Monday, January 22

Review: Shu [Nintendo Switch eShop]

The endless runner has become a pretty serious genre in the mobile space, a mix of platforming and quick planning allowing you to avoid obstacles to keep yourself alive. The more traditional platformer is another animal entirely, utilizing a core set of skills to navigate a space but often without anywhere near the same sense of urgency. Shu represents a somewhat curious combination of the two, moving between more relaxed item collection and platforming puzzles and then segments of pretty intense urgency on a pretty regular basis. Mix this up with a gorgeous visual style and you have a pretty compelling package overall.

Your title character is a somewhat cute but owly sort of creature, who has fled from their village to escape a grim fate at the hand of a malevolent darkness. With only an ability to jump and then sort of go into a controlled float you can’t just do it on your own. So, in the search to stop this darkness you’ll meet up with a variety of other characters, each giving you an additional ability while they’re in your party. While none of them will stick with you for more than a few levels they then return in the game’s final stage where your mettle will be fully tested.

Structurally the game is broken into stages, with each stage consisting of multiple levels. Within those levels is where you’ll run into the contrast in styles, though the overall scheme from level to level can vary a bit in both variety and intensity. For the bulk of your time you’ll simply be platforming around, jumping and using the skills of your companions to try to collect the little fireflies, baby owls, and stone tablets hidden everywhere. Bear in mind that there’s no compelling reason to collect all of these aside from being a completionist, which was a bit disappointing, but it is something to make you stretch and work. Then, usually quite suddenly, the darkness will come for you and things shift into high gear. Where before you were just somewhat messing around to use your party’s skills to move around in this phase you’ll be pushed quite hard to keep a quick pace or you’ll be killed.

This leads into a discussion of the game’s difficulty and the somewhat hard pendulum swing it has from a bit numbingly simple to quite challenging. It’s a bit strange honestly. Especially if you’re not determined to find and collect everything the general platforming portions of the levels are largely vanilla. They do require some skill to find everything but in general you won’t find yourself at risk of losing your 5 lives that reset at every plentiful checkpoint. Once things kick into high gear though expect to have some close calls or even get stuck for a bit while struggle to master the use of your abilities and where you can cut corners to keep ahead of the darkness. Rather than being a consistent challenge it most often goes from being very easy to pretty hard and there’s not much in between. It all works as a whole but it is a pretty big contrast. To go with this the structure of some of the levels can be odd and when you almost slept through the bulk of a level it can then be aggravating to have to repeat it all because you got taken out by the darkness at the end. As an added note the game works far better in docked mode, the scale and darkness in some levels can make it tricky to see critical details in handheld mode at times.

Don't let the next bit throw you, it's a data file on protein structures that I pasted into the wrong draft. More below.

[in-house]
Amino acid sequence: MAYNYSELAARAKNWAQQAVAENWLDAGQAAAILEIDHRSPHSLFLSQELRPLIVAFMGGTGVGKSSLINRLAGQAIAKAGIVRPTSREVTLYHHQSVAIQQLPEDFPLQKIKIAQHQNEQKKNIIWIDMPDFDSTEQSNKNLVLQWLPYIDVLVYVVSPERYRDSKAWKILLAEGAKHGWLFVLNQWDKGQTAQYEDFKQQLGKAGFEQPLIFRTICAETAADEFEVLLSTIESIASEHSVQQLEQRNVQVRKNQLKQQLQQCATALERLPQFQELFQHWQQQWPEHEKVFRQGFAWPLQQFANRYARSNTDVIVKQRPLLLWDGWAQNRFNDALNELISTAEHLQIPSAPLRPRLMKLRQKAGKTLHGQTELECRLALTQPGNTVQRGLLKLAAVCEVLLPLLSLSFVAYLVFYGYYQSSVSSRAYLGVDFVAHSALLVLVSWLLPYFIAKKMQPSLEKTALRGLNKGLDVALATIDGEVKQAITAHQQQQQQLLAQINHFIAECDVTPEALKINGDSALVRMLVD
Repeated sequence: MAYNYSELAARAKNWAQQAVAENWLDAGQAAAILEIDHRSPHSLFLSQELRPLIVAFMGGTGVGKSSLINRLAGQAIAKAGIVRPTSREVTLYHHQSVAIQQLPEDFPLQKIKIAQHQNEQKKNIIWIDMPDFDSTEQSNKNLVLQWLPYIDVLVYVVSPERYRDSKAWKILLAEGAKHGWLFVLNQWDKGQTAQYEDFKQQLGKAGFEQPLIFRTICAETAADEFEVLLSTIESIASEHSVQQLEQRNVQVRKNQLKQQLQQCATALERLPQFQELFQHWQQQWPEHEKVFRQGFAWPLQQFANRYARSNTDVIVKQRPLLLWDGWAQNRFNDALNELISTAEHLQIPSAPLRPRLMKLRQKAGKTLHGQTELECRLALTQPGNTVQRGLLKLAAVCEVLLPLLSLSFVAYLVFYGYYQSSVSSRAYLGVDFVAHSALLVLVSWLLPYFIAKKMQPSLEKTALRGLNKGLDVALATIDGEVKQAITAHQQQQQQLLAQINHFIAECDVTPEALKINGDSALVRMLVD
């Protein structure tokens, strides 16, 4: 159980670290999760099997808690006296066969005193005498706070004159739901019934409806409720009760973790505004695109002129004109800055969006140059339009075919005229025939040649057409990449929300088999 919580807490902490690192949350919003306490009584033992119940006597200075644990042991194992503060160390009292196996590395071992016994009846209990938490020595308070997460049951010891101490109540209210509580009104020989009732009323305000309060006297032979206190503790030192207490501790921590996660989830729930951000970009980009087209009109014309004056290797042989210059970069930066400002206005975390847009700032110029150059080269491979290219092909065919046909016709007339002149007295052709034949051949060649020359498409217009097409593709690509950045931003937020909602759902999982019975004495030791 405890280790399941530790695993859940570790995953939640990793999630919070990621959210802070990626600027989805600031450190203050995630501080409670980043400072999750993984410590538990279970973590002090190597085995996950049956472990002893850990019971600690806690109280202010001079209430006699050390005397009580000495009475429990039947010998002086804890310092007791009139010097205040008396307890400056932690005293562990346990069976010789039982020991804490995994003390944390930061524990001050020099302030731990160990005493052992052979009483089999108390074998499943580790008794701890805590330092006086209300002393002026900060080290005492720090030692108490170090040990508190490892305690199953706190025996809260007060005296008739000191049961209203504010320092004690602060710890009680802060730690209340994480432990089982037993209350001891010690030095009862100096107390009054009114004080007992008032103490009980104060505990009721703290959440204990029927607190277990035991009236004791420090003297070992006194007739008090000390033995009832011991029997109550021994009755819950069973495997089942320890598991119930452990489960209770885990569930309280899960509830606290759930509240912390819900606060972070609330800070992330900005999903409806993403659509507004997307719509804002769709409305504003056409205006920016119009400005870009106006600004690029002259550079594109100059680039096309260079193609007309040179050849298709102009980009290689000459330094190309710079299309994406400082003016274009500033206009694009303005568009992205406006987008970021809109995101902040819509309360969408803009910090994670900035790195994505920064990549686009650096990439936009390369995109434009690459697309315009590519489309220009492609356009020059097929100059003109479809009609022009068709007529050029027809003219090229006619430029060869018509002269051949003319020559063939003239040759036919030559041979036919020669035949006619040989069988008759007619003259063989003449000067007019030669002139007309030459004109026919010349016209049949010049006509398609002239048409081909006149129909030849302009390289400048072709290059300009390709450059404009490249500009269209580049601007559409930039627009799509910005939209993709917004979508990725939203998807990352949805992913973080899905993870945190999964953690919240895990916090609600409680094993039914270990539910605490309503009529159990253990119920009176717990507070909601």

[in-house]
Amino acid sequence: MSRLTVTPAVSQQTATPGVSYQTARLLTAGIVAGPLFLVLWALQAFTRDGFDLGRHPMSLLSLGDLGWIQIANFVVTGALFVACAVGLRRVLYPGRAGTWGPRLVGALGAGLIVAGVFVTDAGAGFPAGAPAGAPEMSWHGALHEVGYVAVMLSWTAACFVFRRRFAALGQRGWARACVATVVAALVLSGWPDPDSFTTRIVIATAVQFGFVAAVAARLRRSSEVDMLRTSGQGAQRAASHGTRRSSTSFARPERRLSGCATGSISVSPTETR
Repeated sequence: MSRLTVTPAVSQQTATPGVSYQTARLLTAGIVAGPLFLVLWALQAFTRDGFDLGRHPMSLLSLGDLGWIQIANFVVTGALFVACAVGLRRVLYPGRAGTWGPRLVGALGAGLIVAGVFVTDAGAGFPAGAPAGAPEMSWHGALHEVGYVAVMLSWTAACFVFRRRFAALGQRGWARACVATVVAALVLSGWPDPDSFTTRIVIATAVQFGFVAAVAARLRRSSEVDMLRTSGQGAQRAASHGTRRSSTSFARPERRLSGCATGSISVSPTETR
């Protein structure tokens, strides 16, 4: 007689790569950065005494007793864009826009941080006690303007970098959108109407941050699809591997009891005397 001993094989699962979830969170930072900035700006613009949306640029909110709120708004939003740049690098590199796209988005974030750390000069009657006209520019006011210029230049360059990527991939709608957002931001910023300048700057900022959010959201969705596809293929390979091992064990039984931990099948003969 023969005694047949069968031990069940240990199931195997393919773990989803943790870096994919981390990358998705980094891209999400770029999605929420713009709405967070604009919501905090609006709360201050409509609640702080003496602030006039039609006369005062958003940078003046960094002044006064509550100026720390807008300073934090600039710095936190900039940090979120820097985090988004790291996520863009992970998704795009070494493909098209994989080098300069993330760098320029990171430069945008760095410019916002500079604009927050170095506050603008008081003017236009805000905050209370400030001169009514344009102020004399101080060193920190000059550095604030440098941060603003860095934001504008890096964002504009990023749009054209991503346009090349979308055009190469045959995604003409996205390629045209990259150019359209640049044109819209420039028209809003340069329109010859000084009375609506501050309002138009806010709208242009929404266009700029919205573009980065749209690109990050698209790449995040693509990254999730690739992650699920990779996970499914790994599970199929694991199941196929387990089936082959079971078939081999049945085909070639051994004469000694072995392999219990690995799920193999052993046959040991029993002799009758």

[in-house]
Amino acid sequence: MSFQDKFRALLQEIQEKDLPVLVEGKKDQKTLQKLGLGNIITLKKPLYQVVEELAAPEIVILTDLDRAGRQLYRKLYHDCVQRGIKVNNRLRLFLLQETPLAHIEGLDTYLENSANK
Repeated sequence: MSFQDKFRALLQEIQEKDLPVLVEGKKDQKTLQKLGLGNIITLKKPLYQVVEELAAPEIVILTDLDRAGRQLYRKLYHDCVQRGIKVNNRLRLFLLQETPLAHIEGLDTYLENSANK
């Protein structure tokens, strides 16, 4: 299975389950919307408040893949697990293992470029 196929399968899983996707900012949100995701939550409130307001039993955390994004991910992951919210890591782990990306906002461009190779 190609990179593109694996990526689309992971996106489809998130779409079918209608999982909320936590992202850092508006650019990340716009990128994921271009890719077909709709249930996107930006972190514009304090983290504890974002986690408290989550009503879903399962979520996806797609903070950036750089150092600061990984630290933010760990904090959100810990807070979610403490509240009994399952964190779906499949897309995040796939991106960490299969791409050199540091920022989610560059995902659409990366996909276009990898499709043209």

All said Shu is an absolutely gorgeous game that can likely be enjoyed by gamers of all skill levels as long as they’re ready to challenge themselves. The darkness phases can all be beaten if you’re patient and work out how to cut corners to save time, so even if you feel a little overwhelmed at first some commitment should get you through in the end. I do wish the challenge were more evenly distributed and there were tangible rewards for bothering to collect everything but overall Shu is a solid platforming experience.

Score: 7

  • Attractive hand-drawn art
  • Plenty of collectibles for completionists
  • Overall a pretty mainstream-friendly level of challenge

  • Rather than having a consistent level of difficulty it swings between easy and hard
  • The collectibles are just there for flavor and provide no benefits for getting them all
  • Playing in handheld mode can be tricky at smaller scale

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